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Watchdog: Illinois SuperPAC muscle not so super last fall

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SPRINGFIELD-Remember all of those annoying political television advertisements taking Chicago's airwaves by storm in the months leading up to November's elections?

Well, let's just say that if the success rate of those ads were put before a baseball Hall of Fame panel, the SuperPACs behind them would be joining the ranks of Sosa and Bonds.

The general election batting average of the SuperPACs in last fall's 31 targeted Illinois state legislative races they supplied with $1.6 million was just under .250.

While Illinois largely escaped the barrage of presidential ads last fall, several of the local legislative races and the outside money moving them along shoved their way into the state's households through phone calls, direct mailers and dreaded TV ads.

Candidates in those Senate and House races saw unprecedented amounts of spending on their behalf due to a change in the state's election code signed into law last July by Gov. Pat Quinn.

Stemming from changes at the federal level due to two 2010 Supreme Court decisions - Citizens United v. FEC ┬Čand SpeechNow v. FEC, the law gave rise to a class of campaign donors called SuperPACs that can spend unlimited amounts of "independent" expenditures on candidates of their choice.

These independent expenditures are not subject to contribution limits so long as they are not used in ways that expressly advocate for the election of a candidate or against the election of another.

Last fall's general election in Illinois saw $1.6 million in independent expenditures in targeted races for 15 House and 16 Senate seats, more than $900,000 of which was used negatively to oppose candidates, according to a January report by the Illinois Campaign for Political Reform.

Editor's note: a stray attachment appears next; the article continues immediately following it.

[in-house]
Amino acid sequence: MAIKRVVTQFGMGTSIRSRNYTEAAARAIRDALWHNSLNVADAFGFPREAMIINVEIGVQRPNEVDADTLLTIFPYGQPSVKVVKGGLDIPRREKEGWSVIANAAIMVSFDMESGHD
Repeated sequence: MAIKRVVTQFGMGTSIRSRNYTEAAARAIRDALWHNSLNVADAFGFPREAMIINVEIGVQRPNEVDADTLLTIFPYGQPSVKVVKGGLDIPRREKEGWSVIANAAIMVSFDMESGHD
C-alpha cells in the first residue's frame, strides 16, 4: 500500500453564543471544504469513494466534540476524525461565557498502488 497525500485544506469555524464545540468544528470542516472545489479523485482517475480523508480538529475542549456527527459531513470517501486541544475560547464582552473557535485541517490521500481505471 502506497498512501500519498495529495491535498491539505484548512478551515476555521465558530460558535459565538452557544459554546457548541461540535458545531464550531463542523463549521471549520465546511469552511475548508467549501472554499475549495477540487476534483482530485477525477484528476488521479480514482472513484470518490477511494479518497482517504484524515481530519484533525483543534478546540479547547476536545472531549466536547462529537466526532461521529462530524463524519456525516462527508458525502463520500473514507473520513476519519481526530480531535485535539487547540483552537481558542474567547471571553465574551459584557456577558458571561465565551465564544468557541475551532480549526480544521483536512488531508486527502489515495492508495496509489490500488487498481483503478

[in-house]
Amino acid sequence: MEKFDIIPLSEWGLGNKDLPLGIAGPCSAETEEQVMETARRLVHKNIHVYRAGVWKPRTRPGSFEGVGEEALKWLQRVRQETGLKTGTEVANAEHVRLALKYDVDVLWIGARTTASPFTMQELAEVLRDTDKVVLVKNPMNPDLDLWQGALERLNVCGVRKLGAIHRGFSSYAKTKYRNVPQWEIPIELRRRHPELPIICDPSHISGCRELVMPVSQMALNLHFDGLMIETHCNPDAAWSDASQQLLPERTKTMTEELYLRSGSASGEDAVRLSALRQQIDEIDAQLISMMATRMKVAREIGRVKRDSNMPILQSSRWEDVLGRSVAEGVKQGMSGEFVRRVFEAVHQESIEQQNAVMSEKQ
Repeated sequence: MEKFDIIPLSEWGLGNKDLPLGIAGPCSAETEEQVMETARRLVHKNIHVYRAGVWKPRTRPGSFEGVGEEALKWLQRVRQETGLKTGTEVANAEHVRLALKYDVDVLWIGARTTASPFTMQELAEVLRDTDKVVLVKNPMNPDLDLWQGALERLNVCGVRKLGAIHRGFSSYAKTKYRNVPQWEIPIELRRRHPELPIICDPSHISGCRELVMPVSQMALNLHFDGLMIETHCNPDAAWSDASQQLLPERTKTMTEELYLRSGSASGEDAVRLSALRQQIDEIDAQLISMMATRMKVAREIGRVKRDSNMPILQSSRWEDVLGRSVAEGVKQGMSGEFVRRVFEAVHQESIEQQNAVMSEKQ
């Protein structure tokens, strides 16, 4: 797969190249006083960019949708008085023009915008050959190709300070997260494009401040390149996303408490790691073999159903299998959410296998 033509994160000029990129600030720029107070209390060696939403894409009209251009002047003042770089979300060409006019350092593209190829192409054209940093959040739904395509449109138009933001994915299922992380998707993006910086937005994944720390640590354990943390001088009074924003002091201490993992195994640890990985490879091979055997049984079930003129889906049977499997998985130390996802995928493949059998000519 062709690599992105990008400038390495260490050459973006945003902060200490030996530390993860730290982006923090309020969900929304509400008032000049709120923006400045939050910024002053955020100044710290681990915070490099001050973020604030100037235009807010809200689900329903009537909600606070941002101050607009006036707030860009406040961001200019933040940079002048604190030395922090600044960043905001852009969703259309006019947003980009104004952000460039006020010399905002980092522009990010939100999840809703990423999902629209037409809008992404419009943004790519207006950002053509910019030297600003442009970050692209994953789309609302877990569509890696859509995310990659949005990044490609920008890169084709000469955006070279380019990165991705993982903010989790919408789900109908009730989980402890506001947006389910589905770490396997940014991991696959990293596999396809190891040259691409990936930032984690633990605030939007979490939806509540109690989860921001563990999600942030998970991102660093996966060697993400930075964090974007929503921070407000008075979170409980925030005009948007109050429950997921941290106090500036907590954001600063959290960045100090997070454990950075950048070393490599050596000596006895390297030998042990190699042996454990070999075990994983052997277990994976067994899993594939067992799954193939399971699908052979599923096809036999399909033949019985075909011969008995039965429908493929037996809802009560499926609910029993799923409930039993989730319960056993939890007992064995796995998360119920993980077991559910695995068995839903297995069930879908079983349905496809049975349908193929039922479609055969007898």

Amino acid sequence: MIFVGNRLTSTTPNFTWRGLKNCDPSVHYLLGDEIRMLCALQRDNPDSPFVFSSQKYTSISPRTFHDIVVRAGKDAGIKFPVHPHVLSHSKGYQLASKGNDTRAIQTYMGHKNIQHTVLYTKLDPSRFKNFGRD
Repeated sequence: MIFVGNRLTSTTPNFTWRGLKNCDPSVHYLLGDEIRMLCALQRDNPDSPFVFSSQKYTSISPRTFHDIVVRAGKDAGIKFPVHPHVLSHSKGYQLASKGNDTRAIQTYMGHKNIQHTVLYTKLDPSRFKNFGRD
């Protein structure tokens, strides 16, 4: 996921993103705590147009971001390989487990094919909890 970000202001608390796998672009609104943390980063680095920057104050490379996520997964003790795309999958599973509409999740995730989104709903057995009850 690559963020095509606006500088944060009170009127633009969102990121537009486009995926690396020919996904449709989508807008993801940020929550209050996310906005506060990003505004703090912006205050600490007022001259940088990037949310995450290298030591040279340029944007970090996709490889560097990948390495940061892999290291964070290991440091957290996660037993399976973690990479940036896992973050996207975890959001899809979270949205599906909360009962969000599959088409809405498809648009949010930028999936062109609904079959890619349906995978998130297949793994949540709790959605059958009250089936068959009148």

The top five committees reporting the most independent expenditures, according to the report, were: JOBS PAC ($412,932), Personal PAC ($334,392), National Association of Realtors ($232,500), Liberty Principles PAC ($215,168), and GOPAC Illinois Legislative Fund ($186,524).

All told, those five committees spent the bulk of all independent expenditures while achieving success in only 12 of the 31 races they targeted. Out of all independent expenditures, the SuperPACs only had success in 19 of 77 races.

While independent expenditures only made up about 5.5% of the $29.4 million that candidates reported raising in the fall's targeted legislative races, David Morrison, deputy director of the Illinois Campaign for Political Reform, predicted a larger SuperPAC role in 2014 statewide elections.

"We have some experience with these but not at the state and local level," Morrison said at an Illinois Campaign Finance Reform Task Force hearing Thursday. "We expect to see significant SuperPAC involvement in the governor's race."

Along with Kent Redfield, director of the Sunshine Project, Morrison called for a more transparent system of reporting campaign contributions and a better way to test for the appearance of corruption in those contributions.

Aside from expecting large inflows of cash from these huge political organizations, Morrison expressed concerns over the ability of voters to identify the real source of these contributions while also worrying that many SuperPACS are hardly truly independent from the candidates they supply with money.

Several of the political donation powerhouses in the state, Morrison said, have federal affiliates giving them money for state and local elections where the sources of those funds are not fully disclosed until weeks after the election.

"There is a risk of corruption or a risk of confusion for voters," he said.

Redfield reverberated that concern and said he believes the issue is "much more likely to be the case when we get to statewide elections."

As far as being independent from the candidates they support, the SuperPACs that exploded onto the political scene last year appear to really only be uncoordinated in their activities with some SuperPACs even sharing offices with candidates, Morrison said.

"Some of it is very basic stuff--sharing employees, sharing office space, sharing vendors," he said.

Redfield echoed his sentiments:

"It's almost reverse coordination," he said. "There's still a risk of corruption there."

The task force plans to meet again next week in Chicago and will issue recommendations and a report to the State Board of Elections by Feb. 1.

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